Given the criteria for covered entities and covered transactions, are elementary and secondary schools subject to HIPAA? In making this determination, consider covered entities first. Even though a school employs nurses, physicians, psychologists or other healthcare providers, the school is not generally a HIPAA-covered entity because the providers do not engage in any covered transactions, such as billing a health plan electronically for their services. Looking secondly at covered transactions, there may be instances where the practitioners listed above (school nurses, physicians, psychologists or other health providers) may conduct one or more covered transactions, such as electronically transmitting healthcare claims to a health plan for payment. If so, the school becomes a HIPAA-covered entity and must comply with the HIPAA Transactions and Code Sets and Identifier Rules with respect to such transactions.

Even in these cases, however, some schools would not be required to comply with the HIPAA Privacy Rule due to an exception created through the Family Educational Rights and Privacy Act (FERPA). FERPA applies to educational agencies and institutions that receive funds under any program administered by the U.S. Department of Education (DOE). This includes virtually all public schools and school districts, as well as most private and public postsecondary institutions, including medical and other professional schools.  Under FERPA, schools are deemed to maintain health information only in student health records that are classified as “education records.” As education records, public elementary or secondary school student health information is excluded from HIPAA due to protection of those records under FERPA.

For private and religious schools at the elementary and secondary level that generally do not receive funds from the Department of Education (DOE), exclusion for HIPAA requirements due to FERPA does not apply. It is worth noting that a private school is not made subject to FERPA just because its students and teachers receive services from a local school district or state educational agency that receives funds from the DOE. The school itself must receive funds from a program administered by the Department of Education to be subject to FERPA. For example, if a school district places a student with a disability in a private school that is acting on behalf of the school district with regards to providing services to that student, the records of that student are subject to FERPA; the records of the other students in the private school are not covered under FERPA.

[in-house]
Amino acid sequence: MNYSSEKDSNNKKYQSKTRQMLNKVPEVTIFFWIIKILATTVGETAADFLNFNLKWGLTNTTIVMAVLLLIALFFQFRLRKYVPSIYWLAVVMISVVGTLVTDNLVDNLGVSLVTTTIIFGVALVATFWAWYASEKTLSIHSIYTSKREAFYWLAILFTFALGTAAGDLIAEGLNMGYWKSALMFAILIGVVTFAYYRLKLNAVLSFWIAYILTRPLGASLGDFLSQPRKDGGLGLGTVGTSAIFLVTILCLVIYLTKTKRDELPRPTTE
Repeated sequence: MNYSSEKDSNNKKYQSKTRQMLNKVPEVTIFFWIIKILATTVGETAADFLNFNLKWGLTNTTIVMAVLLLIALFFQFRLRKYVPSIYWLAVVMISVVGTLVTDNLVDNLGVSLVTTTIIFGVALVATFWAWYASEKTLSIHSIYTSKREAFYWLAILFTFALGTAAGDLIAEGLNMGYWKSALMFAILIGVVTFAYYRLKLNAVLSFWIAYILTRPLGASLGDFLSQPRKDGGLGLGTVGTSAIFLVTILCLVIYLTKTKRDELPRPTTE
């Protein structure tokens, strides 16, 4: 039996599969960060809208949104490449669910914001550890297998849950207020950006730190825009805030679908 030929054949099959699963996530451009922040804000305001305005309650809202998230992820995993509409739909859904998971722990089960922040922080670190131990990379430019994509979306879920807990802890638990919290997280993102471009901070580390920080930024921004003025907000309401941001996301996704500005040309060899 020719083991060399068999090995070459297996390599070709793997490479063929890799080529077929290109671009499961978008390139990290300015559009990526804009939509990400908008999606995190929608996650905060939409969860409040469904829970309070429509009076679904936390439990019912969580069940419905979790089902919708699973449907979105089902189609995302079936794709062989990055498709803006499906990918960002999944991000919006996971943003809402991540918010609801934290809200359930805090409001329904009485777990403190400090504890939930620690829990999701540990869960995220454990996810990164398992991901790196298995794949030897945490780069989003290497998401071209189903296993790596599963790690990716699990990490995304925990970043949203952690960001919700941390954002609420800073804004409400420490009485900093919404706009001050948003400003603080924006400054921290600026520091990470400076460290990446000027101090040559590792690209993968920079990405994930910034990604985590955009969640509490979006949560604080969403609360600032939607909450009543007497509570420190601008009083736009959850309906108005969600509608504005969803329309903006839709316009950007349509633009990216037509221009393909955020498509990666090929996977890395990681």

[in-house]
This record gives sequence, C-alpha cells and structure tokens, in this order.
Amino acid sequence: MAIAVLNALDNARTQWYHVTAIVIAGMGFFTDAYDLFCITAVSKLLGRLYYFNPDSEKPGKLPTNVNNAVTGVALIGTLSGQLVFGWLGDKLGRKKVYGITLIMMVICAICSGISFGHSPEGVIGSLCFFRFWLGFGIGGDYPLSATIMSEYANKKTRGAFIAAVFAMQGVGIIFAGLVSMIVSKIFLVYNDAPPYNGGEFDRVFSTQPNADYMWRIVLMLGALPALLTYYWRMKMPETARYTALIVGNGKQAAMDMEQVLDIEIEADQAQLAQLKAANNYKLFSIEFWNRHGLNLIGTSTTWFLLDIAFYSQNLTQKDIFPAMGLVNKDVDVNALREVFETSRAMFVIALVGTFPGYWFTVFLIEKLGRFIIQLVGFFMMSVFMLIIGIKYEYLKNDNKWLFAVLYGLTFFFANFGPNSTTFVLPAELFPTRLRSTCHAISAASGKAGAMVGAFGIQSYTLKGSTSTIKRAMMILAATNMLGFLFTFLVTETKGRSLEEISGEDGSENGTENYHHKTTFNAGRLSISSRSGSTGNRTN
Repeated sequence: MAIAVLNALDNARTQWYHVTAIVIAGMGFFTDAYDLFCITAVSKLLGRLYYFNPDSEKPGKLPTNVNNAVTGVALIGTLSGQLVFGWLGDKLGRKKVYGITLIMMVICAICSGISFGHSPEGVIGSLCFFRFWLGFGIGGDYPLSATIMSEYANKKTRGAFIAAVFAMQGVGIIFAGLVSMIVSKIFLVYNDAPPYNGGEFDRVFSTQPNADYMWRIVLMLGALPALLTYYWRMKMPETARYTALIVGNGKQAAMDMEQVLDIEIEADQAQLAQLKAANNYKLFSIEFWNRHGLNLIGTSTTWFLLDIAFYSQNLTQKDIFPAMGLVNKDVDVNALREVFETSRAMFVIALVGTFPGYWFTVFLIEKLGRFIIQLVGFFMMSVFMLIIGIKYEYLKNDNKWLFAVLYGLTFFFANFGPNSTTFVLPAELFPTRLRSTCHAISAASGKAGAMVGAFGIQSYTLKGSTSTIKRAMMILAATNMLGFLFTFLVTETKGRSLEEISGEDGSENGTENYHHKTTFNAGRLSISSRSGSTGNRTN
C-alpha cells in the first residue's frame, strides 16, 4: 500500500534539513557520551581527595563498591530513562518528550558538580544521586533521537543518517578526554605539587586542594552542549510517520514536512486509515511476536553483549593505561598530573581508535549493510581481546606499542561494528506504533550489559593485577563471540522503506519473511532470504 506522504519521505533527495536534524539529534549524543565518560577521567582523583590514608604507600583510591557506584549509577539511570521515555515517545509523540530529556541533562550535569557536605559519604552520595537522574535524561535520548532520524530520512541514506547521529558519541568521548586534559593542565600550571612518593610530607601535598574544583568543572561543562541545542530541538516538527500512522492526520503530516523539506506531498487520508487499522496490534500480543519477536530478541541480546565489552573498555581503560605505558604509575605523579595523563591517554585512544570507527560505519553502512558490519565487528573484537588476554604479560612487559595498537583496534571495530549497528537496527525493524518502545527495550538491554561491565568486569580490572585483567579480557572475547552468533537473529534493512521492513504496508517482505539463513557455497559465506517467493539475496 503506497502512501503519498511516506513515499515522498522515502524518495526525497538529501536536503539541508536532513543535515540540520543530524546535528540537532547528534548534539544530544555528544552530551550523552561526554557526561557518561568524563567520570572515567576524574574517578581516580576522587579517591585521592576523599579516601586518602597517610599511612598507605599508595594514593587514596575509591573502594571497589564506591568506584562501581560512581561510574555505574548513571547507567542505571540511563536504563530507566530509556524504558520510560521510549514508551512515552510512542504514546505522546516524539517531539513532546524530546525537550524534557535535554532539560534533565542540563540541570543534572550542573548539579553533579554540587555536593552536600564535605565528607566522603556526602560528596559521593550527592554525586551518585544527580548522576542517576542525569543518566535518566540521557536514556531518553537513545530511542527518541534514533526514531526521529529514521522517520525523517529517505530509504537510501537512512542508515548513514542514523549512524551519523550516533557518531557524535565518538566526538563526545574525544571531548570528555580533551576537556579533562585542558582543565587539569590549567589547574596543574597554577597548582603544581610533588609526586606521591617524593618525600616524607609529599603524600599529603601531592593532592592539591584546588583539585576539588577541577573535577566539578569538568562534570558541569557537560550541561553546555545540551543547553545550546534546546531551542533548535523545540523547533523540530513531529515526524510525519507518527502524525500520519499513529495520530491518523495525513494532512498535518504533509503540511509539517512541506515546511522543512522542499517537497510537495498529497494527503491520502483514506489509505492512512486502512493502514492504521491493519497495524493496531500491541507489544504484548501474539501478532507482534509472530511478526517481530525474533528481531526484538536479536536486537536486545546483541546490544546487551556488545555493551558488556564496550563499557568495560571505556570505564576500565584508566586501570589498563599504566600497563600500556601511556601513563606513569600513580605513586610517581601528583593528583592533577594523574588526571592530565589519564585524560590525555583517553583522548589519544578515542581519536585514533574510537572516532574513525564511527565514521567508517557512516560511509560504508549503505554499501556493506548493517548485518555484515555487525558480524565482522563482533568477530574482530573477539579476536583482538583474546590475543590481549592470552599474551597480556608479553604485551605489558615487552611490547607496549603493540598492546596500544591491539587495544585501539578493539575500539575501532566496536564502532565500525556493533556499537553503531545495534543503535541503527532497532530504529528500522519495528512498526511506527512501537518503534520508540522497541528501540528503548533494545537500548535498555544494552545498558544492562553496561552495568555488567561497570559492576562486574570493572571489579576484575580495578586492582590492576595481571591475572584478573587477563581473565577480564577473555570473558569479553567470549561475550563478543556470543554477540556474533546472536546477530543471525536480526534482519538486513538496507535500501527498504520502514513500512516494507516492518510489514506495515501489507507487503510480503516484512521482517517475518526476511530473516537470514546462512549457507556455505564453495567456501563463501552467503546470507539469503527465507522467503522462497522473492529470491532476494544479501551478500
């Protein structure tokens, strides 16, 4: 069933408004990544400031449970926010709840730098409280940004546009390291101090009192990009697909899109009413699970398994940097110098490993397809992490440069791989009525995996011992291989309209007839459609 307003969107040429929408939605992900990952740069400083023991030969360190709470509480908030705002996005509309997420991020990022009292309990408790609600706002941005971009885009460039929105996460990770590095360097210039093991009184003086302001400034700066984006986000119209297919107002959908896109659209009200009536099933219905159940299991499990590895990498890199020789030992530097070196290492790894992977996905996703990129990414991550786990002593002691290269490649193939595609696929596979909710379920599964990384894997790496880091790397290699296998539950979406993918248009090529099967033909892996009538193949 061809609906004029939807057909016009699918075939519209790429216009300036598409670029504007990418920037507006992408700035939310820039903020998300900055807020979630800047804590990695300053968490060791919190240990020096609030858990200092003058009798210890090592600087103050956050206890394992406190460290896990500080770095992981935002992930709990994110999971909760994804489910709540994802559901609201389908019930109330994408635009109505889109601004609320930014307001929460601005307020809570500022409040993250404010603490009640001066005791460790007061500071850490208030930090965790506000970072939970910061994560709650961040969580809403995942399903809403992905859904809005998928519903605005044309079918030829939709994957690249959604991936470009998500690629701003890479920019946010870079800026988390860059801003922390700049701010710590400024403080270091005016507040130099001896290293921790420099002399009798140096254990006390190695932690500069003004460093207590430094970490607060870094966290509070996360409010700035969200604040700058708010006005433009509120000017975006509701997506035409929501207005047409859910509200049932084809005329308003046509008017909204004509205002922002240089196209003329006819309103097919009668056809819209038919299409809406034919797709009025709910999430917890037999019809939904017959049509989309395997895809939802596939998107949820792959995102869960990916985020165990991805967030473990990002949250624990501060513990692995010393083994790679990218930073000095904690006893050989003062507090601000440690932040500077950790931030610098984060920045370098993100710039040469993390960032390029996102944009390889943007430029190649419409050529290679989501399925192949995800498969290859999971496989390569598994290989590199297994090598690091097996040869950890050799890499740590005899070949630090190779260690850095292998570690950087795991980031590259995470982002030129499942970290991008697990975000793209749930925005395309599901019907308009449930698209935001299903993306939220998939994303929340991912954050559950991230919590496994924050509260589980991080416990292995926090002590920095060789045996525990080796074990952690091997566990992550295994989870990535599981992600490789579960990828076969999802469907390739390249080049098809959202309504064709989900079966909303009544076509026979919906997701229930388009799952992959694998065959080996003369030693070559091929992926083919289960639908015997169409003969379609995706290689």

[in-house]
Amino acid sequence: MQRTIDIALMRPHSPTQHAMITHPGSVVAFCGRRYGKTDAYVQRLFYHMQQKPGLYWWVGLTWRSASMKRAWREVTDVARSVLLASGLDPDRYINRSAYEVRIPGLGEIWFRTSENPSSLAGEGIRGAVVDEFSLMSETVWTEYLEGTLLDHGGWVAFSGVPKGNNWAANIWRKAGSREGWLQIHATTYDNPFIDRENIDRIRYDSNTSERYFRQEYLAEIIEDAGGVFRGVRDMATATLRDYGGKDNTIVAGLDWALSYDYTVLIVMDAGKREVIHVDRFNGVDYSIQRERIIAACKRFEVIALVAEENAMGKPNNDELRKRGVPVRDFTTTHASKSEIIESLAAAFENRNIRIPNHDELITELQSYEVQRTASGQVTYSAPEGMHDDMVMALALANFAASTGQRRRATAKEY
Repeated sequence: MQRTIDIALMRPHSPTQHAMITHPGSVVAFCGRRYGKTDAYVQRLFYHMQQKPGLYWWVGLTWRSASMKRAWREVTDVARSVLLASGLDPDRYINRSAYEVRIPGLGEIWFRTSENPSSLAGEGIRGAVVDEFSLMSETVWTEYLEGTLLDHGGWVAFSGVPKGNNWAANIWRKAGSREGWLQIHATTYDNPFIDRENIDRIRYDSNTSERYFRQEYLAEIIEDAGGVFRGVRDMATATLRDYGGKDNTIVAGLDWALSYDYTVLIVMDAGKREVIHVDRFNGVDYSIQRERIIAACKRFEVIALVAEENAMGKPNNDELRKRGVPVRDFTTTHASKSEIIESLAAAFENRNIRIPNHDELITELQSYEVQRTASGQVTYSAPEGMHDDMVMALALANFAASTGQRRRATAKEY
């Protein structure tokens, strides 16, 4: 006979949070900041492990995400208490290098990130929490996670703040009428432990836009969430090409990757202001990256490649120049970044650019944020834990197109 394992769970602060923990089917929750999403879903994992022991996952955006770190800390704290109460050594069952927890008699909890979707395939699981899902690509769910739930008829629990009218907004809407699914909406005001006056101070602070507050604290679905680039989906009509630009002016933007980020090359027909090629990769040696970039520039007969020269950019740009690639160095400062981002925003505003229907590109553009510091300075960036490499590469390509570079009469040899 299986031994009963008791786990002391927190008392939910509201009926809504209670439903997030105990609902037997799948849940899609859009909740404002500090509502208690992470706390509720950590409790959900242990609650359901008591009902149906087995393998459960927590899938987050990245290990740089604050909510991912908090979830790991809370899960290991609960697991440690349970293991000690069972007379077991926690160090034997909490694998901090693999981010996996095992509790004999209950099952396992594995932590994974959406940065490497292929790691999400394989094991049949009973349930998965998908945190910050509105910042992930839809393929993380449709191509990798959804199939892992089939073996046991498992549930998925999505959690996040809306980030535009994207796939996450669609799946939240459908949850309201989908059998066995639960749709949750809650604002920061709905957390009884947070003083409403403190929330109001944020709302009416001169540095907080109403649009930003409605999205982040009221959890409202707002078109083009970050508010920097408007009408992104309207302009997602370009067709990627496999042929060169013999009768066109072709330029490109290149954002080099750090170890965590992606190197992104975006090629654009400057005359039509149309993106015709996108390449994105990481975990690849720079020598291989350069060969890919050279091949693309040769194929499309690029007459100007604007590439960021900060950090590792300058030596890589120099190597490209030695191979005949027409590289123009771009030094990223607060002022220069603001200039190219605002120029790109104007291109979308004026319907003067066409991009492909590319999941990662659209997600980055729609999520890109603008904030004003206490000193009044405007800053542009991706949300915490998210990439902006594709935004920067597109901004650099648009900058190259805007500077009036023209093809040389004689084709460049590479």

So, in most cases, elementary schools are neither covered entities nor do they engage in covered transactions that would require them to comply with HIPAA. However, the type of school (public or private) as well as receipt of funds from a program administered by the Department of Education, are considerations in making a final determination of an obligation to comply with HIPAA.

Editor’s note: For additional resources on this topic, download ISACA’s HIPAA Audit/Assurance Program.

Five Questions with Best-Selling Author and North America CACS Keynoter Erik Wahl

Erik WahlEditor’s note: Erik Wahl, internationally recognized artist and best-selling author, will deliver the opening keynote address at North America CACS 2018, to take place 30 April-2 May, 2018, in Chicago, Illinois, USA. Wahl, whose new book, The Spark and the Grind, explores translating ideas into action, visited with ISACA Now to provide his artist’s perspective on embracing innovation and risk. The following is an edited transcript:

ISACA Now: What are the biggest keys for enterprises to successfully translate ideas into action?
The biggest keys are discipline and structure. The fun paradox about creativity is that structure creates freedom. The more disciplined we are about the process of generating ideas, the more momentum we have to translate those ideas into actionable substance. Creativity without discipline is like a river without banks.

ISACA Now: Some might consider innovation to be an overused word in the enterprise context – what does innovation mean to you?
Innovation is how we differentiate from the competition and create unique customer experiences. Innovation is not a single event or design, but rather innovation is a way of thinking, a way of processing information, exploring and solving problems. Innovation is the ability to see what everyone else sees logically with their eyes but thinking like no one has ever thought before.

ISACA Now: What keeps many businesses from operating in more agile fashion?
Historical precedent and complacency are the recipe for business failure.